AB 1105 prohibits vehicles from crossing double parallel solid white lines in California, except where expressly permitted.
New Reckless Driving Restricted License Law
AB 520 allows California drivers convicted of reckless driving under Section 23103.5 of the Vehicle Code to apply for a restricted driver's license prior to the completion of their one-year suspension if they meet specific conditions, such as the installation of Ignition Interlock Device in their vehicle.
New DUI Checkpoint Vehicle Impound Law
AB 353 prohibits law enforcement officers from impounding a vehicle for 30 days at a DUI checkpoint if the only offense is failing to hold a valid driver license.
New Laws Already Enforced (2011)
California Male Circumcision Law
Local governments, such as cities and counties, can no longer ban infant male circumcision. Law effective immediately. Read "California Circumcision Law."
California Presidential Primary Law
The presidential primary has been moved from February back to June.
California National Popular Vote Law
All of California's 55 electoral votes will ultimately go to the winner of the popular vote in U.S. presidential elections. Read "California National Popular Vote Law".
Mandatory DMV Organ Donation Answer
The State of California now requires all driver's license and ID applicants to answer YES or NO to whether they want their organs donated. Read "CA Law Forces DMV Organ Donation Answer".
New California Gun Laws (Attached Below)
Senate Bill 610 - Concealed Handgun Permit Application
SB 610 standardizes the application process for a concealed handgun permit and removes the mandate that a CCW applicant purchase liability insurance before getting the permit.
The loudest criticism remains that the concealed handgun permit is still too difficult to obtain --- and perhaps too "political" in the process. Law in effect since January 2012.
Senate Bill 819 - Transfer of Background Check Fees
SB 819 lets the Department of Justice utilize the Dealer Record of Sales (DROS) funds to pay for enforcement of California firearm possession laws in the Armed & Prohibited Persons Systems program.
DROS funds were originally collected from firearm purchasers to pay for the administrative process for background checks. SB 819 amends Section 28225 of the Penal Code.
Critics of this new gun law say that, by diverting DROS background check fees toward gun possession law enforcement, the DROS fund will be depleted of money and necessitate another increase in California fees for background checks in the state. Law in effect since January 2012.
Assembly Bill 144 - Unloaded Handgun Open Carry Ban
AB 144 makes the open carrying of an unloaded handgun illegal in California.
Critics of this new gun law say the open carrying of firearms by law-abiding Californians results from arbitrary concealed carry laws, which let gun owners from one county get a permit while gun owners in the next county are denied the right. Law in effect since January 2012.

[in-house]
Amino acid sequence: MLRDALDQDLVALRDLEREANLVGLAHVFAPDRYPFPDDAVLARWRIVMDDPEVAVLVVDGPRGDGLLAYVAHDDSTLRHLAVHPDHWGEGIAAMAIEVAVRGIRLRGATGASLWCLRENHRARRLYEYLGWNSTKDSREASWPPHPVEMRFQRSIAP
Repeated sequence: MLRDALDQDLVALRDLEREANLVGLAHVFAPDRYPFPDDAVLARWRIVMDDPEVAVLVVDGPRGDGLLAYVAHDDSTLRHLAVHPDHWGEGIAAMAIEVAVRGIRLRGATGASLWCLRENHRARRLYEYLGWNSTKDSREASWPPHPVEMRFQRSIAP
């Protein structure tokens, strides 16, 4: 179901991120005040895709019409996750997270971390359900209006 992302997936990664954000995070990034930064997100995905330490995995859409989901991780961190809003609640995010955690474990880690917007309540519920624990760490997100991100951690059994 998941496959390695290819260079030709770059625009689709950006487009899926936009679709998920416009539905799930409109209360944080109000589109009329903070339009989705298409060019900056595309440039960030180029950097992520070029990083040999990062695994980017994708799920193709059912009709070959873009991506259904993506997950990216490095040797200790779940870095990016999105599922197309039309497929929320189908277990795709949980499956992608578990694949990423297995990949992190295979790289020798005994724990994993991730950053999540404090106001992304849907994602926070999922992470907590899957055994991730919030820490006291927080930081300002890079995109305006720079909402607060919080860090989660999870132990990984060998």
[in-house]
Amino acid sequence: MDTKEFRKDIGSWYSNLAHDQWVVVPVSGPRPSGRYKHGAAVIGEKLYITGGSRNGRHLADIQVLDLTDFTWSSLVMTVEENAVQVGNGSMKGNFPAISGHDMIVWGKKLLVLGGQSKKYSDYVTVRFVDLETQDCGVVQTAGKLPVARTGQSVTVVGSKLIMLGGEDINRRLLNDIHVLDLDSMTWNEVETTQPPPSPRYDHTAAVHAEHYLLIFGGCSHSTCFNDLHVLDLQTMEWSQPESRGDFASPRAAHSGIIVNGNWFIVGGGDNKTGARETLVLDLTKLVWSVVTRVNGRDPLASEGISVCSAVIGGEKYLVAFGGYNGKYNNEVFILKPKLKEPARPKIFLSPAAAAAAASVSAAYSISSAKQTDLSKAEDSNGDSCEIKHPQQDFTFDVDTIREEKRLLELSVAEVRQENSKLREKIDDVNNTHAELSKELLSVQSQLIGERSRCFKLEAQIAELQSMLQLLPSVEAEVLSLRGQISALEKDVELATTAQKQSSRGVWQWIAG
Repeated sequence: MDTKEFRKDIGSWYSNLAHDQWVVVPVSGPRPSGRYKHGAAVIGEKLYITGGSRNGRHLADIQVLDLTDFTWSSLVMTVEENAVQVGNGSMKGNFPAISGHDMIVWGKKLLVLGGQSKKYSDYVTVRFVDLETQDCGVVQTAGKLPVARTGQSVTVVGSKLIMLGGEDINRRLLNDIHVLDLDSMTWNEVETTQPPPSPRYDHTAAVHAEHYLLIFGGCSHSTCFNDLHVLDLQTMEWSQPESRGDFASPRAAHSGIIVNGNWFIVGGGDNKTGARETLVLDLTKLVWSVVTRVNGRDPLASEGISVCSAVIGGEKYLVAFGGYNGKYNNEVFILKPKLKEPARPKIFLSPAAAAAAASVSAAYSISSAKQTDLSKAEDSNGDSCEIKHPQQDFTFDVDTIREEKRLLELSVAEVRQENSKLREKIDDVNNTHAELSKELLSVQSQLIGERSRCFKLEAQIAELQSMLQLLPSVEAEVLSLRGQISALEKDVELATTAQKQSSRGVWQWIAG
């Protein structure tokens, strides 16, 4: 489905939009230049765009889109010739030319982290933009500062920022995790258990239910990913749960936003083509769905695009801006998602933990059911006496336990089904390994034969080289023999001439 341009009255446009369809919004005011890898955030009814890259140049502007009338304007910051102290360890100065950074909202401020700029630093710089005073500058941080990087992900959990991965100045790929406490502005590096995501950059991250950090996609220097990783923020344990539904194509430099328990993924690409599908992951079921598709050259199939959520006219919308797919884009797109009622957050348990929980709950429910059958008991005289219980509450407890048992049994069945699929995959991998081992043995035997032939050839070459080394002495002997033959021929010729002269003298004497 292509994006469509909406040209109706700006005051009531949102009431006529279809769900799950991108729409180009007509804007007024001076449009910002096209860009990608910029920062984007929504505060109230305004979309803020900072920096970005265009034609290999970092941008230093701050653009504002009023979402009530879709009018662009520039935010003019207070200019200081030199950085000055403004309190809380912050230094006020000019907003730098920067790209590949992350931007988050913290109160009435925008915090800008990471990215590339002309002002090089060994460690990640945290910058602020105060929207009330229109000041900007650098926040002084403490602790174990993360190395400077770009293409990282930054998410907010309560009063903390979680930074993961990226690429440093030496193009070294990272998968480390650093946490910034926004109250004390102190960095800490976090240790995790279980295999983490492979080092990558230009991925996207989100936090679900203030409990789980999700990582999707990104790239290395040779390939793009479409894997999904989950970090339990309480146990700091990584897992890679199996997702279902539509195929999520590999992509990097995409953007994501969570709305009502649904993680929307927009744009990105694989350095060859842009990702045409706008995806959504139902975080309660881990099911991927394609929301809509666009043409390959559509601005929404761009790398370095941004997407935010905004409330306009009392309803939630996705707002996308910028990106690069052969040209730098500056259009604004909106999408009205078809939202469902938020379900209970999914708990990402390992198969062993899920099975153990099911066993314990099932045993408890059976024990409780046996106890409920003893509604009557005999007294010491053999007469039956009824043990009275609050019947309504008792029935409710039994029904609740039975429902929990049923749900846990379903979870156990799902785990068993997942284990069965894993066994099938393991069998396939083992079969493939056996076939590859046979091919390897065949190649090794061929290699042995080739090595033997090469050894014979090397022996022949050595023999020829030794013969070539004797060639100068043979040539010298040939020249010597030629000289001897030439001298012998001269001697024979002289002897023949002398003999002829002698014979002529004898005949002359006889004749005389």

*Newly-proposed open carry legislation includes Assembly Bill 1527, which would expand on the unloaded handgun open carry ban to also include unloaded rifles and shotguns. Exempted would be long guns carried in public by hunters, military participants in parades and law enforcement officials.
This pending legislation is currently being opposed by gun owners, gun rights advocates and 2A supporters statewide.
Assembly Bill 809 - Long Gun Registration Law (not yet in effect)
AB 809 will require the registration of any newly purchased long guns, beginning in 2014.
Critics of this new gun law say it violates Second Amendment rights by forcing state registration of rifles and shotguns, and that the only value of long gun registration is in assisting governments to locate and confiscate firearms in the future. Law effective January 2014.
Senate Bill 427 - VETOED
SB 427 was vetoed by the governor because of a pending lawsuit on its predecessor, AB 962.
The vetoed bill would have allowed police to collect sales records from ammunition retailers and would have required ammunition vendors to notify police of their intention to sell ammunition. It also included a list of calibers that must be registered to purchasers at the point-of-sale to be inspected by the Department of Justice at will.
Opposition by gun owners to the legislation was fierce. Though it was vetoed, many wonder if, or when, it will attempt a comeback.
The new California gun laws have caused mixed emotions across state, but the biggest backlash seems to be regarding the current unloaded handgun open carry ban, along with the proposed long gun open carry ban, passed by the Assembly in May 2012 and headed to the Senate.
And that is just this year... No wonder everyone ignores the laws in California!Obama doesn't need an "enemies list"... He sees half the country as his enemy.
July 1st, 2012, 07:09 PM #3
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Pickel, I don't find find these laws quirky at all. Do you?Good job, friend-of-friends!
July 1st, 2012, 10:39 PM #4
July 2nd, 2012, 09:27 AM #5
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Well, we know Jim is paid to say what he does. Personally, I don't find anything to be "quirky" about prohibiting feral hogs from being released (a hog can have 35 piglets a year) or keeping incarcerated women from being shackled during/after birth. Sounds more like well thought, good rules to me.Good job, friend-of-friends!